Moreover, as noted above, the 2014 Ponemon study found that largest number of data breaches is a result of criminal or malicious attacks. That study also found that the most common forms of these attacks were attacks carried out by criminal insiders—and commercial general liability ("CGL") policies typically exclude coverage for criminal or intentional acts of the insured's employees.
In any event, even if a company's current CGL policy provides coverage for some of the costs of a data breach, next year's policy is less likely to do so. Carriers have been modifying— and can be expected to continue to modify—their CGL policies to exclude cyber risks. For example, in 2014, the Insurance Services Office ("ISO"), which develops policy language that is adopted by many carriers, introduced several endorsements to its standard CGL policies that can be added to those policies to limit or exclude coverage for data breaches and other cyber exposures.
Similarly, there may be no coverage for data breaches under errors and omissions ("E&O") policies, which typically limit coverage to claims arising resulting from negligence in performing specified professional services. Thus, accountants, brokers, lawyers, and others who have E&O policies may find that, if they have a data breach, the costs they incur do not fall within the scope of their coverage. Like CGL policies, E&O policies also frequently exclude coverage for criminal or intentional acts of employees, which, depending on the cause of the breach, may raise a further obstacle to coverage.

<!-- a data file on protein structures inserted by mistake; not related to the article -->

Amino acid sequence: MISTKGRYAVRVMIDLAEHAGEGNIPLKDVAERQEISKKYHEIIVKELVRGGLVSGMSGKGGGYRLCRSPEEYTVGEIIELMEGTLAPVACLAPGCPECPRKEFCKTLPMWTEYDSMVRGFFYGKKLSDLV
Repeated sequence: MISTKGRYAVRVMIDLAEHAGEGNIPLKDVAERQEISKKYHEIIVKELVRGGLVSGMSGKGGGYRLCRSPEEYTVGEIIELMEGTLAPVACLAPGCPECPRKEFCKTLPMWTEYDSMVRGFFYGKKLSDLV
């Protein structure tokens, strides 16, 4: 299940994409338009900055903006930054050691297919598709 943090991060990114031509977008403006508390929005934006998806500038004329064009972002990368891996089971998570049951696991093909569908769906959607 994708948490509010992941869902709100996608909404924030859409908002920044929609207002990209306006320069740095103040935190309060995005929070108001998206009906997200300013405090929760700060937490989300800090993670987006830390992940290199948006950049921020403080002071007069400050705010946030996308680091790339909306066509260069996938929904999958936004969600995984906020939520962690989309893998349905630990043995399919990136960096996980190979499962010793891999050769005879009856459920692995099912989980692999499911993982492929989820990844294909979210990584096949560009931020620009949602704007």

There can also be a number of obstacles to coverage under traditional commercial first-party property policies. For example, carriers can be expected to argue that coverage under those policies is limited to physical damage to tangible property, or to damage only at specific locations. In addition, before they will cover business interruption losses, commercial property policies typically require that there first have been damage to physical property covered by the policy. If the data breach consists simply of a release of information held by the insured, with no physical damage to the insured's property, there may be no coverage for business interruption losses.
As with CGL policies, moreover, many first-party policies are now being endorsed or amended to exclude from coverage losses resulting from the corruption, destruction, loss or release of data, or from cyber risks more generally. Thus, while a traditional property policy currently in force might be found to provide coverage, that is less likely to be the case in future policy years.